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During London Fashion Week, Downton launched his second magazine dedicated to the craft and its masters. Dubbed Pourquoi Pas? (or Why Not?), the 76-page work features golden-oldie profiles of René Gruau and Tony Viramontes, one of the defining illustrators of the Eighties, seen, respectively, through the eyes of fashion critic Suzy Menkes and milliner Stephen Jones, as well as a Q&A with the contemporary illustration “genius” Christian Lacroix.
In lieu of watercolors or ink, Lacroix is one of the few established designers who have perfected the technique of computer-generated fashion sketches. “What used to paralyze me—the wasted paper, the irreversible or ill brush strokes, the uncoverable blunders—have all evaporated,” Lacroix says.
Next spring, Downton will stage a fashion-based exhibition of black-and-white large-scale drawings at London’s Mayor Gallery on Cork Street. “Illustration is still extremely popular with designers and the public alike, but remains generally undervalued and under the wire,” says the artist.
A hunched front-row fixture on the couture circuit, Downton regards illustration as a unique means of immortalizing the spirit of a collection or event, that’s equally as valid as images produced by the pack of snappers camped at the end of each runway. “It’s another point of view—with the best illustrator, you have a single vision. That old cliché of eye, hand and heart is what you engage with drawings; it’s a really personal sensibility,” he continues, adding that very few tools are required. “Whereas photography [involves] a whole production process, here you have somebody drawing. It’s that elemental.”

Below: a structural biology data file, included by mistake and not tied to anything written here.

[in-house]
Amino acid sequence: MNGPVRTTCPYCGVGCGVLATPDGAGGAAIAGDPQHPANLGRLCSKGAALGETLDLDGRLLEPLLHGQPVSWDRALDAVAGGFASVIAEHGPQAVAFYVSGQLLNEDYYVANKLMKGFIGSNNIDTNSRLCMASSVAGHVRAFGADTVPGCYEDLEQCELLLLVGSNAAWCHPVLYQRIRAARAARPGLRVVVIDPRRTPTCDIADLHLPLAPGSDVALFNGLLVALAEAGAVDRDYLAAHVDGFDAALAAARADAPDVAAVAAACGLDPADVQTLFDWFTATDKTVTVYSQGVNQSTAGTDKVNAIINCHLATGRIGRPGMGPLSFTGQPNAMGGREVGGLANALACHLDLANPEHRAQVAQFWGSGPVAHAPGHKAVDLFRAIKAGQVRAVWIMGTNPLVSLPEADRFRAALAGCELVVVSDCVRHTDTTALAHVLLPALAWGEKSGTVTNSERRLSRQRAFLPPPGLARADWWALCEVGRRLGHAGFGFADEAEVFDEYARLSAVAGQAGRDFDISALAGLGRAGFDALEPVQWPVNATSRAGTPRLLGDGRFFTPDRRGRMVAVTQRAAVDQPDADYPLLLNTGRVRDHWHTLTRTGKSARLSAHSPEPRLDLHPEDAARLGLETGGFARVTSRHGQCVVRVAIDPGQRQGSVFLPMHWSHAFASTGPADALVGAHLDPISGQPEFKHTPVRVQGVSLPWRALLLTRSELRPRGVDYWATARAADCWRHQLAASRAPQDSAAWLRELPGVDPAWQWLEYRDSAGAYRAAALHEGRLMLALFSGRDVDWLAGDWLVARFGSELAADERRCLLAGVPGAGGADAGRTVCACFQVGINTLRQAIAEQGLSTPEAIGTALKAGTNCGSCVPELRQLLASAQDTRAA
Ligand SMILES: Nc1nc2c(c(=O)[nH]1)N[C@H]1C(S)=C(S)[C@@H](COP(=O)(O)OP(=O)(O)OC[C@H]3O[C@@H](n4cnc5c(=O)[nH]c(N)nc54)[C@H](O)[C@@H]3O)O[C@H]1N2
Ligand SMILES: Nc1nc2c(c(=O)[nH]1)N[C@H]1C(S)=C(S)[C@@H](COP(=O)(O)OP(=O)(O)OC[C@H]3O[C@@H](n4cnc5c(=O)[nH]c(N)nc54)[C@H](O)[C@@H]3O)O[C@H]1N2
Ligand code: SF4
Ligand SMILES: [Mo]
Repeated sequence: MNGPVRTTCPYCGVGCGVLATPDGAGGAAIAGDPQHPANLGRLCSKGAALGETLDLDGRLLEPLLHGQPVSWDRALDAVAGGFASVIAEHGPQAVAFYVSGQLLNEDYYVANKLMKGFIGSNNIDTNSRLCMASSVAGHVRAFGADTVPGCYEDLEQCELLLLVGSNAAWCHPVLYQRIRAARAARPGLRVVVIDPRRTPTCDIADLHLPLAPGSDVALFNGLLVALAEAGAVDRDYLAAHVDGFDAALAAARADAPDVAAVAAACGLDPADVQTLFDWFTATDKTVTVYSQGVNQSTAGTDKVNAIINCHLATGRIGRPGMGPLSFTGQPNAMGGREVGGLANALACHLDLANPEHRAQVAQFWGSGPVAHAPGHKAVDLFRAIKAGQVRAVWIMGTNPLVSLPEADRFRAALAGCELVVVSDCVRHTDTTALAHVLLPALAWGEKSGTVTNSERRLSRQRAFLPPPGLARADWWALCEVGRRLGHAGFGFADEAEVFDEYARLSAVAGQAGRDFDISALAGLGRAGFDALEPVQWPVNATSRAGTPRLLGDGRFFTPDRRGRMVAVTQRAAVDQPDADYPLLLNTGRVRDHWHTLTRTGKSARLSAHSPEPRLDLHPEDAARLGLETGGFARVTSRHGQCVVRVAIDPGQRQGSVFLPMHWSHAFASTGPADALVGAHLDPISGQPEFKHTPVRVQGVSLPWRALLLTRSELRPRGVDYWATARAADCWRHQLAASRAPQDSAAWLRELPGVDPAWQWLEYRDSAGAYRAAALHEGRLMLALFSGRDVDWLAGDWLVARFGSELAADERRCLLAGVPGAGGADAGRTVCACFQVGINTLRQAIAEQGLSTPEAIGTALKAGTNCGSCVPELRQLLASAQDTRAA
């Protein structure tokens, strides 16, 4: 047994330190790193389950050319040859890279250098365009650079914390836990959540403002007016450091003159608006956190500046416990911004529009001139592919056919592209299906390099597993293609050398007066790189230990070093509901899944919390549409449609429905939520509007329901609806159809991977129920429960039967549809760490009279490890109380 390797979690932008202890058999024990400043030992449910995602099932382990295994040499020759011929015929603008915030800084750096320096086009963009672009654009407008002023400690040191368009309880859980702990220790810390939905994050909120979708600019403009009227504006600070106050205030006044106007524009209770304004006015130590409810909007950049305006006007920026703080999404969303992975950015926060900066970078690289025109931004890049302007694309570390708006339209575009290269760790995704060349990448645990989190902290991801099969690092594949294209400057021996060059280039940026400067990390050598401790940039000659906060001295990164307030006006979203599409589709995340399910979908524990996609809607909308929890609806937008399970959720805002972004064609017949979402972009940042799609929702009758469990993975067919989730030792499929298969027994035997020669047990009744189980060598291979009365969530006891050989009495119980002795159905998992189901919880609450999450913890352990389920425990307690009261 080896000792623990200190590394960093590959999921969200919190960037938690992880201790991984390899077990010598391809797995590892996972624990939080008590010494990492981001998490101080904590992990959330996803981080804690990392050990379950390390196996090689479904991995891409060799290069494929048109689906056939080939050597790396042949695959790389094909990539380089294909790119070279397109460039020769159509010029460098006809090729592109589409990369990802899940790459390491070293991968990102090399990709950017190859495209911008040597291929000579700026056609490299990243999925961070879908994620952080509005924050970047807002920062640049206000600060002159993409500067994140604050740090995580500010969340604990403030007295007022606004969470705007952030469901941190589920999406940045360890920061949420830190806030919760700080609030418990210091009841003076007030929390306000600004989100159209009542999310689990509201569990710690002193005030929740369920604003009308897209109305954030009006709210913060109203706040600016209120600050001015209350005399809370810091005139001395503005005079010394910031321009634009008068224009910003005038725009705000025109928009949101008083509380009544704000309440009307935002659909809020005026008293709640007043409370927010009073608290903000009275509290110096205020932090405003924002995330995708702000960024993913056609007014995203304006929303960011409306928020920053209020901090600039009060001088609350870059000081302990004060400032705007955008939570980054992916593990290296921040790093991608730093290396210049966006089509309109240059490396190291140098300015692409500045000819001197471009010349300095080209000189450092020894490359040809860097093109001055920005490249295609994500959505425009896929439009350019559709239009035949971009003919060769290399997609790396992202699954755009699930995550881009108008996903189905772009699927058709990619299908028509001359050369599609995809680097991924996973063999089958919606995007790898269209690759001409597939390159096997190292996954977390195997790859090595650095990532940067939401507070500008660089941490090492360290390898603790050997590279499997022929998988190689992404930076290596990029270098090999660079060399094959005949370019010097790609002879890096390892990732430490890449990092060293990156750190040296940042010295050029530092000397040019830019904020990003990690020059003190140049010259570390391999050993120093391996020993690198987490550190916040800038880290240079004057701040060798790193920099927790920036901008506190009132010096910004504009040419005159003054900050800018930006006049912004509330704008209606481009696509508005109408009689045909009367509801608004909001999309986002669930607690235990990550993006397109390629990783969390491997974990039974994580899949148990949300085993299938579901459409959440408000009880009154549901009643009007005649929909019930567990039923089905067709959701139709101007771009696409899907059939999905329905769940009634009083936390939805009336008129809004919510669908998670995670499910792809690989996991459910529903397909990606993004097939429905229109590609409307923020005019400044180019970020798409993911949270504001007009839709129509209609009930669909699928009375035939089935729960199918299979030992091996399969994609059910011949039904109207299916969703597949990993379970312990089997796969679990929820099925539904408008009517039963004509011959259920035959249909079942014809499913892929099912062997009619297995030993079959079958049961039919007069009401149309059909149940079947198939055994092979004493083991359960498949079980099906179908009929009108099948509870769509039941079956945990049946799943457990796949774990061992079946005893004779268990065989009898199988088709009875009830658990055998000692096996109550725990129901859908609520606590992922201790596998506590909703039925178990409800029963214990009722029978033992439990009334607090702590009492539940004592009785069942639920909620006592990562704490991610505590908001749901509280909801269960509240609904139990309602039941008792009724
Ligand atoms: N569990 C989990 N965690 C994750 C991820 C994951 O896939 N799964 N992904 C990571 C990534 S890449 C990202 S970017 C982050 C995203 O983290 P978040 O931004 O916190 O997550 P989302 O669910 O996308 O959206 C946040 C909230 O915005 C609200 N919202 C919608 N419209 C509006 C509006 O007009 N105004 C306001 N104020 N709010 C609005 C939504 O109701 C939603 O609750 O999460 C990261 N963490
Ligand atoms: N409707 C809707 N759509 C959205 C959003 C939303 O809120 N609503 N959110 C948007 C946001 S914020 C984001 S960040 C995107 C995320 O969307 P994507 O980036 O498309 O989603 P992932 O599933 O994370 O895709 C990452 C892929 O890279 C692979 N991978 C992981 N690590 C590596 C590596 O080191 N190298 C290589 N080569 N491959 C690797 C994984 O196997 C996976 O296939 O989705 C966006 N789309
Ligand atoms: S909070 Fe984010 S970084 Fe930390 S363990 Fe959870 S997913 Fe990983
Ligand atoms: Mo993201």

A prolific fashion illustrator, Downton’s accomplishments in the field include being invited to “record” Chanel’s métiers d’art collection in December 2007, as well as a couture spread for V magazine in 2005 featuring Linda Evangelista. The seven-hour-long sitting took place at Paris’ George V hotel. “I got to pick the clothes. It was like fashion illustration once was, with hair and makeup…the works,” recalls Downton, who churns out hundreds of drawings for his series before returning to his studio, based in a former newspaper office in Brighton, England, to work on the final selection.